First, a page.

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NEWS | Jan. 21, 2010

Utah, Morocco still learning from each other

By Sgt. First Class Scott Faddis Utah National Guard

RABAT, Morocco, - Utah and the Kingdom of Morocco have shared experiences and learned lessons from each other throughout the past six years of their alliance through the National Guard's State Partnership Program (SPP).

In 2009, Utah and Morocco supported six different activities to include medical, engineering, disaster, and pandemic disease control.

Morocco is currently in the process of purchasing 24 F-16s from the U.S. government, and the Moroccan Air Force requested air-refueling training missions with the Utah Air National Guard (ANG).

"We need practice with the boom," said Moroccan Maj. Gen. Ahmed Boutaleb, inspector of the Royal Air Force. "We need some help from (Utah ANG) in terms of air refueling with the KC-135."

About 80 percent of what the unit's KC-135 crews do is boom operations, Air Force Maj. Gen. Brian Tarbet, the Utah National Guard's adjutant general.

"When you get new airplanes in 2011," Tarbet said to his Moroccan counterparts, "I hope they are following a Utah tanker across the Atlantic."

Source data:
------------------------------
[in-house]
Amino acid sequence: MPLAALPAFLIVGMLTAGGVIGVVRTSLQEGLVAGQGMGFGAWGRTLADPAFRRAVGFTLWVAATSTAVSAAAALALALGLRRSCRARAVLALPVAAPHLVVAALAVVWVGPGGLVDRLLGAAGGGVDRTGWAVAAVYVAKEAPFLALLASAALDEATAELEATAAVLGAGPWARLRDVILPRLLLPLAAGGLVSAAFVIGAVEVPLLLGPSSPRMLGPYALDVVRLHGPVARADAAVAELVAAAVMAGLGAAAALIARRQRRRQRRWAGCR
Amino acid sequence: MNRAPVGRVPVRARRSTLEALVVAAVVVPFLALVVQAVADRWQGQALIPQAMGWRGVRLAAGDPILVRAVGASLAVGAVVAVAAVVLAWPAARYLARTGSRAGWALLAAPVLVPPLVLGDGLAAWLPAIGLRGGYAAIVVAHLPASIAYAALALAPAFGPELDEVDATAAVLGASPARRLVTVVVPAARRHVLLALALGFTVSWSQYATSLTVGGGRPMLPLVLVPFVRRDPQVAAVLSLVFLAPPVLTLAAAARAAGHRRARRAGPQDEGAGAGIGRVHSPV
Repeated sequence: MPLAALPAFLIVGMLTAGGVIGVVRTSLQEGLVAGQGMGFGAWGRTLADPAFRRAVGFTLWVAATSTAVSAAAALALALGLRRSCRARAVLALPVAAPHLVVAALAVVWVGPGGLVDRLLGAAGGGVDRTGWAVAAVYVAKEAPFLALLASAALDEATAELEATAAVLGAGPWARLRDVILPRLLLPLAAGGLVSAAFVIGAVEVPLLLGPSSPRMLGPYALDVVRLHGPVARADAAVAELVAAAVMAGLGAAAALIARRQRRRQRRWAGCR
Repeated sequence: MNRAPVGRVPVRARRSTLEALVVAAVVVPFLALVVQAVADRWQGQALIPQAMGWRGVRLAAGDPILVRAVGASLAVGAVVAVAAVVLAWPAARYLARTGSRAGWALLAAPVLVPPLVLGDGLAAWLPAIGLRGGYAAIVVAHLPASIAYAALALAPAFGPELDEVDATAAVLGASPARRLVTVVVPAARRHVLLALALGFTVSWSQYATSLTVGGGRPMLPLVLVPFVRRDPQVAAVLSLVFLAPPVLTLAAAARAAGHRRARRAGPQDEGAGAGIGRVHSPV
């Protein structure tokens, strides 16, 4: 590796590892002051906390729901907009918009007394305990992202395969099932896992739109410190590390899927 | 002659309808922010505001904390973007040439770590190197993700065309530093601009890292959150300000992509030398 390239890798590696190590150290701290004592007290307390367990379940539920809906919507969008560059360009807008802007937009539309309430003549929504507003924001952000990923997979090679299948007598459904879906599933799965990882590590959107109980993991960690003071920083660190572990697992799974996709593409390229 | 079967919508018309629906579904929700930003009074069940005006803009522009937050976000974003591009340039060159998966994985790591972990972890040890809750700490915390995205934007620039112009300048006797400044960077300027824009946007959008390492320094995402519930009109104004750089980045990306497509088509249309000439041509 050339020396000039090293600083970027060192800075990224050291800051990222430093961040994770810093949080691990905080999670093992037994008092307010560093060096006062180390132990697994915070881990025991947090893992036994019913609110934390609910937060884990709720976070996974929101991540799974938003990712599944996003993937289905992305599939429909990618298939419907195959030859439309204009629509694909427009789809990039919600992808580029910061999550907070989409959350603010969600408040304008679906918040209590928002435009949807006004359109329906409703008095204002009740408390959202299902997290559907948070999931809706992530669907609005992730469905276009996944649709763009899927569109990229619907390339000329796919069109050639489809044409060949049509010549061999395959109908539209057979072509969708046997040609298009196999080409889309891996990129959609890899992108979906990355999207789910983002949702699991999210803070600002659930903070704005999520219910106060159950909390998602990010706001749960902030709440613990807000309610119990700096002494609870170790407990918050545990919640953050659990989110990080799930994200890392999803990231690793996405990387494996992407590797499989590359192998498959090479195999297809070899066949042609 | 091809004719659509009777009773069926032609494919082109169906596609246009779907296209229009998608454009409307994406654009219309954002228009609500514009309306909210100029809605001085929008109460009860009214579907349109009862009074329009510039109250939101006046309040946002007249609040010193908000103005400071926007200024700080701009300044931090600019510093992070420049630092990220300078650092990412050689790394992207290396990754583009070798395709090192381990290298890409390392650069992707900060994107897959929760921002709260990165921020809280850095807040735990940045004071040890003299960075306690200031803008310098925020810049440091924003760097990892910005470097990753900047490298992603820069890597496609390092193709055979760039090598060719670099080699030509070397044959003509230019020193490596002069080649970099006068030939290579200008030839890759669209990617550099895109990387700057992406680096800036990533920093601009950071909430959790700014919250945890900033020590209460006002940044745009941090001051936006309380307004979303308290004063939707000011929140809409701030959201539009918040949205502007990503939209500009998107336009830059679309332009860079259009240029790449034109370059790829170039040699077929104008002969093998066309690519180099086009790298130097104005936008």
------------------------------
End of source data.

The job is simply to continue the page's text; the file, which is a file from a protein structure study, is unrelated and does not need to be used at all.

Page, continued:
The National Guard's State Partnership Program links U.S. states with foreign nations to promote and enhance bilateral relations. The Guard has forged partnerships with more than 60 countries worldwide. Within the U.S. Africa Command (AFRICOM) area of responsibility, Utah is one of eight U.S. states partnered with an African nation's military.

The program promotes regional stability and civil-military relationships in support of U.S. policy objectives, according to AFRICOM officials. State partners actively participate in activities that include familiarization and training events, exercises, fellowship-style internships, and civic leader visits.

The partnership with Morocco has not only experienced aircraft-related training missions, but also medical ones as well.

Utah's partnership brought technology to Moroccans that allowed tracking of pandemic diseases and availability of up-to-the-minute information on the spread of disease at a time when Morocco had six confirmed cases of H1N1 and was concerned about the possibility of a widespread pandemic flu outbreak.

Dr. Don Wood, from Utah's Bureau of Emergency Medical Service and Preparedness, recently discussed the latest information on H1N1 flu to the Moroccan Military's Medical Department, including the inspector of Medical Services, Brigadier General Ali Abrouk.

The Moroccan military and the Utah National Guard share the similar responsibility of providing disaster response support, and their experiences have allowed them to share their knowledge and strengthen their relationship.

"I hope we are acting as good listeners and good students," said Tarbet. "We have a lot to learn from our Moroccan partners."